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What’s That Smell? Constitutionally Protected Free Speech

For Banned Books Week, a perfume company is selling scents tied to landmark events in censorship, both of which involved prominent Jewish figures

Marjorie Ingall
September 28, 2016

It’s Banned Books Week! Every year at this time, the American Library Association publishes its list of the previous year’s most frequently banned and challenged books. Last year, I noted with dismay that only one of the ten most objectionable books was written by a Jew. This was disappointing because, in the past, our people ruled this list. Judy Blume, Maurice Sendak, Shel Silverstein, Alvin Schwartz, Lesléa Newman, and Nadine Gordimer used to regularly cause pearl-clutching patrons and parents to have conniptions, so I worried that we Jews were losing our edge. This year, however, we have reason for optimism: Two books on the list— that would be double last year’s number—have Jewish authors. Thanks for representin’ for the People of the Book, David Levithan and Susan Kuklin!

But what really marks a red-letter day for First Amendment-loving Jews is the fact that my fave goth perfume company, Black Phoenix Alchemy Lab (known to the cognoscenti as BPAL), is selling two new scents as a Banned Books Week fundraiser.

First, an introduction: BPAL (sold online and in a few small boutiques, with a cult of devoted fans trading tiny vials via social media) offers up deliciously overwritten, Lovecraftian descriptions of its dark and loony scents. My own fave (I’m wearing it now!) is Cthulhu, “a creeping, wet, slithering scent, dripping with seaweed, oceanic plants, and dark, unfathomable waters.” I’m also a fan of Wilde, described as “just the slightest taint of patchouli’s passion, tonka bean’s decadence, the philanthropy of bergamot, moss’s cynicism, the sharp wit of lavender, and the hopeless romantic longing of jasmine and thyme.” Makes no sense! But who cares! And I adore Schrodinger’s Cat (“a paradoxical scent experiment!—tangerine, sugared lime, pink grapefruit, oakmoss, lavender, zdravetz, and chocolate peppermint,” and no, I don’t know what zdravetz is either).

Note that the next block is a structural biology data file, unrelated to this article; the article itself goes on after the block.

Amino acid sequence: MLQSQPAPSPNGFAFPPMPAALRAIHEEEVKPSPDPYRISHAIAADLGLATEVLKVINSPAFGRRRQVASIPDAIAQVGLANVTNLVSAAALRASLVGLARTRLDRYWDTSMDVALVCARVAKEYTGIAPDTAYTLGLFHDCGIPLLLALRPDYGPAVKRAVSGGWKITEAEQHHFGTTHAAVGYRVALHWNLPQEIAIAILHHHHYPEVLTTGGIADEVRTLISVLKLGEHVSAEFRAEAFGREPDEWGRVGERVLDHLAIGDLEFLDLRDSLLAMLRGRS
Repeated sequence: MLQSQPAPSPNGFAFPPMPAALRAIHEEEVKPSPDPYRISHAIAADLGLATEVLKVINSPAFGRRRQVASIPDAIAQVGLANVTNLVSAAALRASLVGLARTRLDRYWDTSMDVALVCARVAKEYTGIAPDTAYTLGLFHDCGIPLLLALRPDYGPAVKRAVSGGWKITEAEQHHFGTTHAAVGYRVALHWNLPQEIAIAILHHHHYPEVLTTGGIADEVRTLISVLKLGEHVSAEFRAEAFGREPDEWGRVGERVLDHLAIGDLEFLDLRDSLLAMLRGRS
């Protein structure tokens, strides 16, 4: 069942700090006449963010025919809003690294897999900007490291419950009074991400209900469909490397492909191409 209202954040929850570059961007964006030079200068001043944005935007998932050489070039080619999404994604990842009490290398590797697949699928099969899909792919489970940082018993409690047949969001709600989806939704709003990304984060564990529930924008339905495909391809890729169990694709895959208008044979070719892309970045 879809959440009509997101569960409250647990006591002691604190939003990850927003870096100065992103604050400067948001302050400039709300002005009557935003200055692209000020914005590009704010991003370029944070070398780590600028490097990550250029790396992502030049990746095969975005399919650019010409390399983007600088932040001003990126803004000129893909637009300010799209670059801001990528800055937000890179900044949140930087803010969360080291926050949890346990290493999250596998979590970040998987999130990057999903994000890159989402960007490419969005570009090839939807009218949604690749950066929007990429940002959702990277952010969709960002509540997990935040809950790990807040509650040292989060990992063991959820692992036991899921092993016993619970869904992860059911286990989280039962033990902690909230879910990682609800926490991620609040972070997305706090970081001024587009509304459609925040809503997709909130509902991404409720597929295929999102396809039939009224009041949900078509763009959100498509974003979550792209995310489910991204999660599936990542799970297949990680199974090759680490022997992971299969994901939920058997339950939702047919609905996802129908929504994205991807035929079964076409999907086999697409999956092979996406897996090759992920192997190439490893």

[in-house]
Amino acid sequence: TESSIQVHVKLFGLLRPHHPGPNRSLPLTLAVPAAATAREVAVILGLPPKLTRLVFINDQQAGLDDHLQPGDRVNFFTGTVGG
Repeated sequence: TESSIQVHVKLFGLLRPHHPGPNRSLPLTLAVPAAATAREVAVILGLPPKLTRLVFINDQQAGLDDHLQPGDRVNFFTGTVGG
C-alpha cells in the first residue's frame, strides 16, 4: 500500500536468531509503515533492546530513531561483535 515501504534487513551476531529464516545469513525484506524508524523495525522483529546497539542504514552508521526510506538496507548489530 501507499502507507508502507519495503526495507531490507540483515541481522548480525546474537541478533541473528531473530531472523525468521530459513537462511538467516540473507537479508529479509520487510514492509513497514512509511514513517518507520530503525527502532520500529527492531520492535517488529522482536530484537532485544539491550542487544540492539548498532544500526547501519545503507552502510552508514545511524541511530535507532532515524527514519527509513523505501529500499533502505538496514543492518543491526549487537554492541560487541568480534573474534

Every year during Banned Books Week, BPAL throws its black-clad, heavily tattooed support behind the Comic Book Legal Defense Fund, which provides legal aid, education and advocacy to comic book creators, publishers, and sellers, as well as to librarians and readers whose First Amendment rights are threatened. In past years, BPAL has sold Neil-Gaiman-themed fragrances as a CBLDF fundraiser. Gaiman, a Brit with Eastern European Jewish origins, has written about his cousin who survived the Warsaw Ghetto, reading aloud to other prisoners in defiance of the Nazis. But this year, BPAL is selling two comic-book-themed fragrances, and both have Jewish antecedents.

First we have Cohen v. California, a scent based on a landmark First Amendment case. In 1968, a 19-year-old man named Paul Robert Cohen was arrested for wearing a jacket that said “Fuck the Draft” on it. Cohen was convicted of disturbing the peace and sentenced to 30 days in jail. He appealed, saying his jacket constituted protected speech. The Supreme Court ultimately voted 5-4 that the “simple public display of this single four-letter word” was, indeed, not a criminal offense. BPAL’s interpretation of the ruling (accompanied by a phrase from Judge John Marshall Harlan’s majority opinion, “one man’s vulgarity is another man’s lyric”) is “black tea, apricot, honey, saffron, apple blossom, tolu balsam, ginger grass, white ginger root, and vetiver.” I bought it, sight unsmelled.

The other CBLDF-supporting scent is Sordid and Unusual Activities. That’s a phrase from the Comics Code of 1954, which basically censored comic books. Justification for the code came from the work of psychologist Fredric Wertham, an assimilated Jewish psychiatrist originally from Germany. In Seduction of the Innocent, Wertham wrote about how comics damaged youthful minds. (His research has since been largely discredited.) Ah, well. But one of the Comics Code rules said, “If crime is depicted it shall be as a sordid and unpleasant activity.” So in tribute, BPAL created a scent described as “degenerate, squalid, and utterly wretched: bleached white cedar and bourbon vetiver with poplar, smoked cumin, oak-barrel whiskey, and a dribble of spiced rum absolute.” Yeah, I don’t understand it either. But I bought it. I am as powerless before BPAL’s semi-coherent absinthe-drenched flow of words as Namu the Lion before the heaving barely-clad bosom of Sheena, Queen of the Jungle. I tell myself I’m supporting the fight against censorship and the good work of Banned Books Week while also smelling divine. Win-win.

Marjorie Ingall is a former columnist for Tablet, the author of Mamaleh Knows Best, and a frequent contributor to the New York Times Book Review.